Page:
The first edition, in two volumes, was published in 1890. The third edition was finished in 1915 and ran to twelve volumes, with a supplemental thirteenth volume added in 1936. He also published a single volume abridgement, largely compiled by his wife Lady Frazer, in 1922, with some controversial material removed from the text.

Jane Ellen Harrison, a respected historian of Greek religion and a Fellow of Newnham College, Cambridge, gave Frazer's immensely popular work academic credibility, and it has retained the reputation of a middle-brow classic.

Frazer's pioneering work has come under criticism by more recent scholars, following a series of critical, even vituperative articles by Edmund Leach, one of which was selected as the lead article in Anthopology Today, vol. 1 (1985); in part Frazer's Golden Bough was criticised for the breadth of comparisons drawn from widely separated cultures, but the criticism is often based on the abridged edition, which omits the supportive archaeological details. In a positive review of a work narrowly focusing on the cultus in the Hittite city of Nerik, J. D. Hawkins remarked approvingly in 1973, "The whole work is very methodical and sticks closely to the fully quoted documentary evidence in a way that would have been unfamiliar to the late Sir James Frazer.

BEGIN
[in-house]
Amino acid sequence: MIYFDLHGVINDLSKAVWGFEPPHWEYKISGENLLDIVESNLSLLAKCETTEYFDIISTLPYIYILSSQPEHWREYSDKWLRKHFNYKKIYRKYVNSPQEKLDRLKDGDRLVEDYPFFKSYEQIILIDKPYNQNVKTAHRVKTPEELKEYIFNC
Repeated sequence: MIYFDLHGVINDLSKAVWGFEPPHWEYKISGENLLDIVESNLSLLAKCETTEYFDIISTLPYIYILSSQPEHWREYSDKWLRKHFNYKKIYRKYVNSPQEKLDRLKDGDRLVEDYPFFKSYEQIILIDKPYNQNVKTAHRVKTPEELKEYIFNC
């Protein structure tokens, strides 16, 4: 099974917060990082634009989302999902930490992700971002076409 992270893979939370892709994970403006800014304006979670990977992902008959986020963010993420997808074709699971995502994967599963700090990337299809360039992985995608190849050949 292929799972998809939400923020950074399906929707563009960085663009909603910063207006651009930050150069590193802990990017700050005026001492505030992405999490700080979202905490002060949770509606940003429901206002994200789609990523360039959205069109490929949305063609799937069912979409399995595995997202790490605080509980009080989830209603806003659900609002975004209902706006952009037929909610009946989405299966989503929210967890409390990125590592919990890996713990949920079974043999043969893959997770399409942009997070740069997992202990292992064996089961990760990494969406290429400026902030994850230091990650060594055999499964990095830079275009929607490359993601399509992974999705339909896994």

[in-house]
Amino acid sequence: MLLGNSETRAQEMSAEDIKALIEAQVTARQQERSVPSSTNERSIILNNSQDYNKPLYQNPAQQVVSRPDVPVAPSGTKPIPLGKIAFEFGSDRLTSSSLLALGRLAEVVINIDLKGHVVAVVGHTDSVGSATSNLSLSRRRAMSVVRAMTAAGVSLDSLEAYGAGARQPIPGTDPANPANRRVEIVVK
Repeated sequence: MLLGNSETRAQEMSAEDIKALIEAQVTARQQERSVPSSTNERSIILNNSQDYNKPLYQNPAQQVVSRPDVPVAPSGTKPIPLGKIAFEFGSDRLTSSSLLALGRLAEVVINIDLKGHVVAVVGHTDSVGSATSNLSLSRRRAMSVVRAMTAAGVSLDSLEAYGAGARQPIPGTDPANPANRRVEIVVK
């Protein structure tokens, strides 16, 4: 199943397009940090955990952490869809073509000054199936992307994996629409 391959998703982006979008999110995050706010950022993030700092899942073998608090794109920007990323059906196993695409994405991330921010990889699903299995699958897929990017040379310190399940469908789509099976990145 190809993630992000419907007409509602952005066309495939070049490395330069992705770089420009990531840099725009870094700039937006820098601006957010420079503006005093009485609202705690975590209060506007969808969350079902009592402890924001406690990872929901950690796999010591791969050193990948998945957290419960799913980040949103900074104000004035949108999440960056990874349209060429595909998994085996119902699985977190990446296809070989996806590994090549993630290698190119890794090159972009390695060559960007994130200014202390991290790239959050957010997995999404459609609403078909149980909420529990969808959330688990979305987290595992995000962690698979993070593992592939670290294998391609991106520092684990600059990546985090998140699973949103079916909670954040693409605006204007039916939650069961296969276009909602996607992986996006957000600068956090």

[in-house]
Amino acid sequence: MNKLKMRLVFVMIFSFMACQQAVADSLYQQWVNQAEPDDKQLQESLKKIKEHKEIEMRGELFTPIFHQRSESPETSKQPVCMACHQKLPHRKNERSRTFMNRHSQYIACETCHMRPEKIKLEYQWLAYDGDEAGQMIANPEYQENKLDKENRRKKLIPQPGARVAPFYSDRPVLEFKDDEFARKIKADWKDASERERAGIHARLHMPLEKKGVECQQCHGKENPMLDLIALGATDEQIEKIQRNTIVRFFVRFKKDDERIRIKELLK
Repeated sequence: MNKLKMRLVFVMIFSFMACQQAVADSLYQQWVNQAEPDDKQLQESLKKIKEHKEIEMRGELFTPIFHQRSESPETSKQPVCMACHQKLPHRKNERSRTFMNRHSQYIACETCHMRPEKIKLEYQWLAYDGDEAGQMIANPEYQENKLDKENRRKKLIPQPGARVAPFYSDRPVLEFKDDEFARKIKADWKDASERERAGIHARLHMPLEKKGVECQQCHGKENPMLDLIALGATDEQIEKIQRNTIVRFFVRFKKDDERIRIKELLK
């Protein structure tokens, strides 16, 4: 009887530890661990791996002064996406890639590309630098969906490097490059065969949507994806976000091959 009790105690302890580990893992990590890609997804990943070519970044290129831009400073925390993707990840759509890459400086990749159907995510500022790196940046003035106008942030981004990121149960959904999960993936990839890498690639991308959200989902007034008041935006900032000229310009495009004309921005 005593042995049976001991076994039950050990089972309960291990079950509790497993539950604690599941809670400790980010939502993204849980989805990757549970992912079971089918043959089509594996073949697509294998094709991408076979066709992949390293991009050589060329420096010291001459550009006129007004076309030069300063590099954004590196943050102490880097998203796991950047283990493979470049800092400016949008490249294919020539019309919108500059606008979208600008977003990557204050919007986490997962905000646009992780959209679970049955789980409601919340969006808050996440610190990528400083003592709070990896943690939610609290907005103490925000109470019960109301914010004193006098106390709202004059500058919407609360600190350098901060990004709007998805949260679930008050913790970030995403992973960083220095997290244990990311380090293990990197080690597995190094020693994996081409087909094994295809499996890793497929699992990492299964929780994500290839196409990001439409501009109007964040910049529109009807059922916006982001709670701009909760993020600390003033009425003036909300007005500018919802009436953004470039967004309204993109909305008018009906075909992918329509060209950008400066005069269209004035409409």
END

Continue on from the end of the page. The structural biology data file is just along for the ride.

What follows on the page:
Selected works

  • Creation and Evolution in Primitive Cosmogenies, and Other Pieces (1935)
  • The Fear of the Dead in Primitive Religion (1933-36)
  • Condorcet on the Progress of the Human Mind (1933)
  • Garnered Sheaves (1931)
  • The Growth of Plato's Ideal Theory (1930)
  • Myths of the Origin of Fire (1930)
  • Fasti, by Ovid (text, translation and commentary), 5 volumes (1929)
    • one-volume abridgement (1931)
      • revised by G. P. Goold (1989, corr. 1996): ISBN 0-674-99279-2
  • Devil's Advocate (1928)
  • Man, God, and Immortality (1927)
  • The Gorgon's Head and other Literary Pieces (1927)
  • The Worship of Nature (1926) (from 1923–25 Gifford Lectures,)
  • The Library, by Apollodorus (text, translation and notes), 2 volumes (1921): ISBN 0-674-99135-4 (vol. 1); ISBN 0-674-99136-2 (vol. 2)
  • Folk-lore in the Old Testament (1918)
  • The Belief in Immortality and the Worship of the Dead, 3 volumes (1913-24)
  • The Golden Bough, 3rd edition: 12 volumes (1906-15; 1936)
    • 1922 one-volume abridgement: ISBN 0-486-42492-8
  • Totemism and Exogamy (1910)
  • Psyche's Task (1909)
  • The Golden Bough, 2nd edition: expanded to 6 volumes (1900)
  • Descriptions of Greece, by Pausanias (translation and commentary) (1897)
  • The Golden Bough: a Study in Magic and Religion, 1st edition (1890)
  • Totemism (1887)

See also

References

  • Jan Harold Brunvard, American Folklore; An Encyclopedia, s.v. "Superstition" (p 692-697)

External links